Antarctic Sea Ice Sets Record Low, Providing Another Mystery for Scientists

Warming at the South Pole hits record high as sea ice shrinks, a departure from its record high only a few years ago.

A colony of Adelie penguins basks near the sea ice in Antarctica

Antarctica's Adelie penguins basked in a particularly warm summer in 2015 and now live amid shrinking sea ice. Credit: Getty Images

A new record warm temperature for Antarctica was confirmed by the World Meteorological Organization as sea ice surrounding the continent has shrunk to a record low.

The temperature reached its record high of 63.5 degrees Fahrenheit on March 24, 2015, according to an announcement by the WMO, which often takes years to verify new records.

The news came as sea ice around Antarctica is experiencing its lowest extent ever. As of March 1, only 820,000 square miles of the ocean around Antarctica was covered in ice, according to data from the National Snow and Ice Data Center in Boulder, Colo. The loss of ice represents an all-time minimum for Antarctic sea ice cover since satellite observations began in 1979.

The current decline, however, may not be part of a larger climate change trend. The low point comes less than three years after Antarctic sea ice set a record high in October 2014.  "If you look at the long-term trend, Antarctic sea ice is still increasing slightly, said Son Nghiem, a researcher with NASA's Jet Propulsion Laboratory.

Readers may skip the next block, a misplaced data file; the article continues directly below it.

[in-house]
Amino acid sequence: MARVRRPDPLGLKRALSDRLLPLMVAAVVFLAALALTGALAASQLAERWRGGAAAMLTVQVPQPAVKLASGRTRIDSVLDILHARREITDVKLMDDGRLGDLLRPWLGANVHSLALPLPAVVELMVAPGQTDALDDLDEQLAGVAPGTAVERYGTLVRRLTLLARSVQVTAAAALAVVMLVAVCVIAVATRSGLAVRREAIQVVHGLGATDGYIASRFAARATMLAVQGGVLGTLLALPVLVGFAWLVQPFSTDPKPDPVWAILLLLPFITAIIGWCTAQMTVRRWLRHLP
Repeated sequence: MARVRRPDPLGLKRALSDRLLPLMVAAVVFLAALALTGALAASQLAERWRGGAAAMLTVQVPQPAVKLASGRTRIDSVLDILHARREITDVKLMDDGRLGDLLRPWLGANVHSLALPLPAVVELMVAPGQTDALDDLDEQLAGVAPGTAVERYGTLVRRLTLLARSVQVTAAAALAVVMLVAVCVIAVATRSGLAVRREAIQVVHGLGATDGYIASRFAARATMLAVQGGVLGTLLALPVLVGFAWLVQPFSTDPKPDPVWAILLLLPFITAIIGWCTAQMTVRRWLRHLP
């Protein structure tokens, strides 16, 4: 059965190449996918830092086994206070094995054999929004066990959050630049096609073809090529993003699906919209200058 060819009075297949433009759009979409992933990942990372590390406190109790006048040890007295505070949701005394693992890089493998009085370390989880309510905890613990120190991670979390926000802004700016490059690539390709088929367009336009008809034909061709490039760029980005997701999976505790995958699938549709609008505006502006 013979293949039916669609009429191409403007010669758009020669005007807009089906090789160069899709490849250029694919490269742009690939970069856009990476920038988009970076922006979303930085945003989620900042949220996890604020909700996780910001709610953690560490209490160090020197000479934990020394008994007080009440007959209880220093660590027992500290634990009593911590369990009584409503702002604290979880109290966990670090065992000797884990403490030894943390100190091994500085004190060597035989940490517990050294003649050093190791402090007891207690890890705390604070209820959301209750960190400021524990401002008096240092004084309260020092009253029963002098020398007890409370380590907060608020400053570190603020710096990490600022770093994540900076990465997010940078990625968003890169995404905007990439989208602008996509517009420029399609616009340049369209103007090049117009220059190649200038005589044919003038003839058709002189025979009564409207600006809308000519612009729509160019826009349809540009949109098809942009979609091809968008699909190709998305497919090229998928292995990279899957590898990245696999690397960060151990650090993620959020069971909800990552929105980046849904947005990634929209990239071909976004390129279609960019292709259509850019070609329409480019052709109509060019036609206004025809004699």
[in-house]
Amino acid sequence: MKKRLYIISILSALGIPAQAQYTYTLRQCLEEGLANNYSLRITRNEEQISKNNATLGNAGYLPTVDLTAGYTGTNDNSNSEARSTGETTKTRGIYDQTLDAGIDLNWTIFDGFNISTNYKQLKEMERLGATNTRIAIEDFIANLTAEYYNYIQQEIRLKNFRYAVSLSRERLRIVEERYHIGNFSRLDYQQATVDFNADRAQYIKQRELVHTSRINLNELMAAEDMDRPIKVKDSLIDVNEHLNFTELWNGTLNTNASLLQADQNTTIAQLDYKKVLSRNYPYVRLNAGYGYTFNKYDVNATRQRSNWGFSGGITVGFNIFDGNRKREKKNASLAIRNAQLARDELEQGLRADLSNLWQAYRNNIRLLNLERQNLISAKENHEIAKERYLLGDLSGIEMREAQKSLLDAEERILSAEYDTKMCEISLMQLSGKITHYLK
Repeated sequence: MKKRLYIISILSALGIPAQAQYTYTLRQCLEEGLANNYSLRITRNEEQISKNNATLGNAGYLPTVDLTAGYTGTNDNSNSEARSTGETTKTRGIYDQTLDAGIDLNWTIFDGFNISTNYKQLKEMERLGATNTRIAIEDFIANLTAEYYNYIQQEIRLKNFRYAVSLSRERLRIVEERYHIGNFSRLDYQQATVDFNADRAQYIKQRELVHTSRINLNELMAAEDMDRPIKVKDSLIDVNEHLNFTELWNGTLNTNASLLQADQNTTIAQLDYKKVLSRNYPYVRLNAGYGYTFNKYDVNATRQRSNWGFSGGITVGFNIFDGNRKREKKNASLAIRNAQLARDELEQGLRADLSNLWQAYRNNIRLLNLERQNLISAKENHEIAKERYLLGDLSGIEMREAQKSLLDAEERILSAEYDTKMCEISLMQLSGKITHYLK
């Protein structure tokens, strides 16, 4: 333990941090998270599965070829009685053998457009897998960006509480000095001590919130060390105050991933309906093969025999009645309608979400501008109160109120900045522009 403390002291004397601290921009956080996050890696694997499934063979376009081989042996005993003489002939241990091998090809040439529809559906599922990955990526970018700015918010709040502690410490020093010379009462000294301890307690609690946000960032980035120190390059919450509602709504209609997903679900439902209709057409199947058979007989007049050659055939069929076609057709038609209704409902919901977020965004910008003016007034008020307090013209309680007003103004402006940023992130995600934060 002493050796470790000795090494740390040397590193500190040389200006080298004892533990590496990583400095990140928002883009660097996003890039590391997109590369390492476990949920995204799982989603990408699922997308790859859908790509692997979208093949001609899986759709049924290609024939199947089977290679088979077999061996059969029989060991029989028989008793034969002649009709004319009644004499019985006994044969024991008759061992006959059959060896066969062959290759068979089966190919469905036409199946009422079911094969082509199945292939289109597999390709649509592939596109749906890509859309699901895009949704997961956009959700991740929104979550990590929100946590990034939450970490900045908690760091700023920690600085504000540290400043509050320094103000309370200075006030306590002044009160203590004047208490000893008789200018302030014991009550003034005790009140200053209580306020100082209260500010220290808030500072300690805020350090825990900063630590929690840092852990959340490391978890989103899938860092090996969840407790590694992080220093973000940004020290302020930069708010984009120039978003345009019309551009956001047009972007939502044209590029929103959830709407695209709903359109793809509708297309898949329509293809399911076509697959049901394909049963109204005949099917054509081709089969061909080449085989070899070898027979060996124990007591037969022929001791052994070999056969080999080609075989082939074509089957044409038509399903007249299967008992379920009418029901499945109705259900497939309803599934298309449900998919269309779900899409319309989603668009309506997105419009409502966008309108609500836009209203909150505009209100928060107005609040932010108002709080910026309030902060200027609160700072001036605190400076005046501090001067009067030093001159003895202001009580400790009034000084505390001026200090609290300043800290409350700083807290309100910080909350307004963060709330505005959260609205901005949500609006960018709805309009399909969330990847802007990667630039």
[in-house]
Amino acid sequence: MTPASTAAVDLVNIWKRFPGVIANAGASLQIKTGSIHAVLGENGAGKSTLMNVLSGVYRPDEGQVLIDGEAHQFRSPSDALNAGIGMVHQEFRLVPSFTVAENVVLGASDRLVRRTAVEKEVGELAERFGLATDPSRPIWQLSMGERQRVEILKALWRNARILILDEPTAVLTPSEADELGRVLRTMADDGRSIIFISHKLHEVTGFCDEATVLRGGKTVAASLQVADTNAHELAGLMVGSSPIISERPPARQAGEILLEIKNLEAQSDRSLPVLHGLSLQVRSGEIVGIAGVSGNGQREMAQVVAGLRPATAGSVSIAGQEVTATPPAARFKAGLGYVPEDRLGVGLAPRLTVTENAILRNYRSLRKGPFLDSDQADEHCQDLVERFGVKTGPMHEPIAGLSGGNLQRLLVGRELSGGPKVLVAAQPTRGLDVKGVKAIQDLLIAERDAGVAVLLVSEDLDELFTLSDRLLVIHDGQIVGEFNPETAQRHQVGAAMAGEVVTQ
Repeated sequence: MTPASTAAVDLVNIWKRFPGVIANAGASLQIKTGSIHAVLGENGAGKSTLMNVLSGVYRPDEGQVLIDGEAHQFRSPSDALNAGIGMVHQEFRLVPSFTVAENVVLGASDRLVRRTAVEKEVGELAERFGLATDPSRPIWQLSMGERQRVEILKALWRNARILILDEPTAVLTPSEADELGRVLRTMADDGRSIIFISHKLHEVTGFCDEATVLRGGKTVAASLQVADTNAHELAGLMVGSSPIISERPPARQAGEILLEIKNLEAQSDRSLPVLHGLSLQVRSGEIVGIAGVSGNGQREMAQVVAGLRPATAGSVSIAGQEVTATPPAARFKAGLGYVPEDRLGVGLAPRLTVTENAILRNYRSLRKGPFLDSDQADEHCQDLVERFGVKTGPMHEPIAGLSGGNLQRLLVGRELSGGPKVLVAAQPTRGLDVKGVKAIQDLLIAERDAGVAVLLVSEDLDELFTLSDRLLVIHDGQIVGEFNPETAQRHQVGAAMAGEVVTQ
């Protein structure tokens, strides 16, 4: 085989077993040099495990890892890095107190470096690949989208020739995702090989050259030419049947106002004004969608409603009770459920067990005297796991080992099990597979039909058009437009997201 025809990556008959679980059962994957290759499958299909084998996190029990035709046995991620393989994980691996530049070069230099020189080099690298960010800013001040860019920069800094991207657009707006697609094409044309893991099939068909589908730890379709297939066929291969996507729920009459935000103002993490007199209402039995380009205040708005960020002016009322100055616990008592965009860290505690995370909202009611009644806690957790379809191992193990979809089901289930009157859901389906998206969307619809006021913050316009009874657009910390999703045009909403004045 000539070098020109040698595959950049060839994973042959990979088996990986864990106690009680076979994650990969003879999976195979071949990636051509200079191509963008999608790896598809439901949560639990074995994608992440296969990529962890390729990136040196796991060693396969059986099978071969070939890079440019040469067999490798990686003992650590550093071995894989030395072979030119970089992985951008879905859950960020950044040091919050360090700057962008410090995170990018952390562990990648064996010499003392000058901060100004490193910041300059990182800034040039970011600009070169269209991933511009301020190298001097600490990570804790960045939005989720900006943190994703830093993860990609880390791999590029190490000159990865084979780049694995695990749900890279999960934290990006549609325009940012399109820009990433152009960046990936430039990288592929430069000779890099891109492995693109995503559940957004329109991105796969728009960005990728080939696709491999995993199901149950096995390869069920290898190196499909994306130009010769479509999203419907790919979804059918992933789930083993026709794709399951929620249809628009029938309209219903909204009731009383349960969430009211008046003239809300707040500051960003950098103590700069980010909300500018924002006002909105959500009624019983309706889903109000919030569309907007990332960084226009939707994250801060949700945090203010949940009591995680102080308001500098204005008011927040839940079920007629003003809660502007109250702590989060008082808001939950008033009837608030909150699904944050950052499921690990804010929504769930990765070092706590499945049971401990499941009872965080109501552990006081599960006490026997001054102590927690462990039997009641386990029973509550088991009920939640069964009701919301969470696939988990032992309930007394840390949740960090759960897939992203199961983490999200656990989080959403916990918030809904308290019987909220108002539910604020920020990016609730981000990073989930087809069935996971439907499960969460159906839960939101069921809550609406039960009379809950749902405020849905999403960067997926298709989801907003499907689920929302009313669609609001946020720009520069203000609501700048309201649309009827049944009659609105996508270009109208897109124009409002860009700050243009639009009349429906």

That increase has provided fodder for climate denial arguments and was a mystery to scientists because it differed so greatly from the rapid melting occurring in the Arctic. But recent research has provided clues to the reasons. The continent's unique topography shields it from warming occurring elsewhere, Nghiem said.

A study Nghiem and colleagues published last year found that topography creates icy winds blowing off Antarctica and a powerful ocean current that circles the continent. The study, published in the journal Remote Sensing of Environment, concluded that these two factors play a larger role in the formation and persistence of Antarctic sea ice than changes in temperature.

"I think Antarctic sea ice will be stable for at least some time into the future," Nghiem said.

That puts it in direct contrast with the Arctic, which is losing its ice at a rapid clip as it experiences a record-warm stretch and record low levels of sea ice at the North Pole. Last month temperatures in the far north were 20 degrees above normal according to data from the Danish Meteorological Institute. The ice cap over the North Pole receded to a record low in January for the second year in a row according to the National Snow and Ice Data Center.

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